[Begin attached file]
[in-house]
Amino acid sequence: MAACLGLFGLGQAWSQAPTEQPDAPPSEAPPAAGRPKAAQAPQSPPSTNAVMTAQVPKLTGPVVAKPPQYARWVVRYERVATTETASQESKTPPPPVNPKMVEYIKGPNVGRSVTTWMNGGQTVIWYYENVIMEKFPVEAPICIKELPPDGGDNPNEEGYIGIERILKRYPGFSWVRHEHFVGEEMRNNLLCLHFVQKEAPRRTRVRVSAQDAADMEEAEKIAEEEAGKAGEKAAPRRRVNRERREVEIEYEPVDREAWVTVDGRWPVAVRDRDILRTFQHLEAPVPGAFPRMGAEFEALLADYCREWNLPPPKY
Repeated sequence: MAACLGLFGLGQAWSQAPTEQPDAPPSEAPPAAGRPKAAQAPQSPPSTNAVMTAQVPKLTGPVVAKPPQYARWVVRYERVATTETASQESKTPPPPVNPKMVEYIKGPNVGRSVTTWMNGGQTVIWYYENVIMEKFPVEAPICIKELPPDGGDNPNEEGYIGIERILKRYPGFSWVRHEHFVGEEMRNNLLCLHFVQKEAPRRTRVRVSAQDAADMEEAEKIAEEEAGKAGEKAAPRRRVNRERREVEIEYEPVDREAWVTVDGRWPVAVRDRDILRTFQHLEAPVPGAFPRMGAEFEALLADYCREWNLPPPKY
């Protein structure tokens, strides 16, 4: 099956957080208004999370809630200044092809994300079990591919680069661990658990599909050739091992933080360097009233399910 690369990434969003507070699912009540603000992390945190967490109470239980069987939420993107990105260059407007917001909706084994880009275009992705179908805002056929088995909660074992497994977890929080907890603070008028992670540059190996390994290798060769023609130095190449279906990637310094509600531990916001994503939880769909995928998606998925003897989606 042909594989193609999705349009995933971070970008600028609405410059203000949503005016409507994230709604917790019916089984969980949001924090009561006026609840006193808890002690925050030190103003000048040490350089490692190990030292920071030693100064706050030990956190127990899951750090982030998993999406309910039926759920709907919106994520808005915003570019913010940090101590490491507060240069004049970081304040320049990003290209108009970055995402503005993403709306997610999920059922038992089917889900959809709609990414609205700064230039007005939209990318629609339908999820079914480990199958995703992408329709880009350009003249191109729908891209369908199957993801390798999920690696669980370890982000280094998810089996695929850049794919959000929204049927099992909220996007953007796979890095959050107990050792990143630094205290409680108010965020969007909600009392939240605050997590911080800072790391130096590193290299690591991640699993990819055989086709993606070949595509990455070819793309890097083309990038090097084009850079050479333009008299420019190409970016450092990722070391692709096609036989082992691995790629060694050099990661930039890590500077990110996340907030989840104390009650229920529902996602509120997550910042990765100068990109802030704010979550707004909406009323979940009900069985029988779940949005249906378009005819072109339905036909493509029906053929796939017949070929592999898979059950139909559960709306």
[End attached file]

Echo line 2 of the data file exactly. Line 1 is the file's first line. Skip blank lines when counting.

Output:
Amino acid sequence: MAACLGLFGLGQAWSQAPTEQPDAPPSEAPPAAGRPKAAQAPQSPPSTNAVMTAQVPKLTGPVVAKPPQYARWVVRYERVATTETASQESKTPPPPVNPKMVEYIKGPNVGRSVTTWMNGGQTVIWYYENVIMEKFPVEAPICIKELPPDGGDNPNEEGYIGIERILKRYPGFSWVRHEHFVGEEMRNNLLCLHFVQKEAPRRTRVRVSAQDAADMEEAEKIAEEEAGKAGEKAAPRRRVNRERREVEIEYEPVDREAWVTVDGRWPVAVRDRDILRTFQHLEAPVPGAFPRMGAEFEALLADYCREWNLPPPKY